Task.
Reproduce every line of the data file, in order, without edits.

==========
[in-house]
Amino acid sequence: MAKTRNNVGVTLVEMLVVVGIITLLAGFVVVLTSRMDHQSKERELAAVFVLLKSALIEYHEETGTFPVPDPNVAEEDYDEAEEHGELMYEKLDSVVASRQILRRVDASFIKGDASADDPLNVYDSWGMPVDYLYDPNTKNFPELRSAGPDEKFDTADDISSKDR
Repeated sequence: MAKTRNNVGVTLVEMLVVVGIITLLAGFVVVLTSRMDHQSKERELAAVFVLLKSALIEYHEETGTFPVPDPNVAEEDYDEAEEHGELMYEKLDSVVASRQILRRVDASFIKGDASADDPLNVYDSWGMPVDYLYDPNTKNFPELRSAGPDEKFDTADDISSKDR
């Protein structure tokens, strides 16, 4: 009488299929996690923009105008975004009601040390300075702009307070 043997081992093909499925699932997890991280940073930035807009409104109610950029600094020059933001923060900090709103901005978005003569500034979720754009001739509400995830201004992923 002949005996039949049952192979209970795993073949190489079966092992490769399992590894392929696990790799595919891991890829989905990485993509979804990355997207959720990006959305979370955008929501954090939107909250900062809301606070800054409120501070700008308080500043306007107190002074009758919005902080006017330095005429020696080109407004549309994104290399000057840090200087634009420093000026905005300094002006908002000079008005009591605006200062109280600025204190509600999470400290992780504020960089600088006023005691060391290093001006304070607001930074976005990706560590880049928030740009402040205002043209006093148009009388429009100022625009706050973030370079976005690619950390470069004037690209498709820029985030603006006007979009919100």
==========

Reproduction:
[in-house]
Amino acid sequence: MAKTRNNVGVTLVEMLVVVGIITLLAGFVVVLTSRMDHQSKERELAAVFVLLKSALIEYHEETGTFPVPDPNVAEEDYDEAEEHGELMYEKLDSVVASRQILRRVDASFIKGDASADDPLNVYDSWGMPVDYLYDPNTKNFPELRSAGPDEKFDTADDISSKDR
Repeated sequence: MAKTRNNVGVTLVEMLVVVGIITLLAGFVVVLTSRMDHQSKERELAAVFVLLKSALIEYHEETGTFPVPDPNVAEEDYDEAEEHGELMYEKLDSVVASRQILRRVDASFIKGDASADDPLNVYDSWGMPVDYLYDPNTKNFPELRSAGPDEKFDTADDISSKDR
């Protein structure tokens, strides 16, 4: 009488299929996690923009105008975004009601040390300075702009307070 043997081992093909499925699932997890991280940073930035807009409104109610950029600094020059933001923060900090709103901005978005003569500034979720754009001739509400995830201004992923 002949005996039949049952192979209970795993073949190489079966092992490769399992590894392929696990790799595919891991890829989905990485993509979804990355997207959720990006959305979370955008929501954090939107909250900062809301606070800054409120501070700008308080500043306007107190002074009758919005902080006017330095005429020696080109407004549309994104290399000057840090200087634009420093000026905005300094002006908002000079008005009591605006200062109280600025204190509600999470400290992780504020960089600088006023005691060391290093001006304070607001930074976005990706560590880049928030740009402040205002043209006093148009009388429009100022625009706050973030370079976005690619950390470069004037690209498709820029985030603006006007979009919100």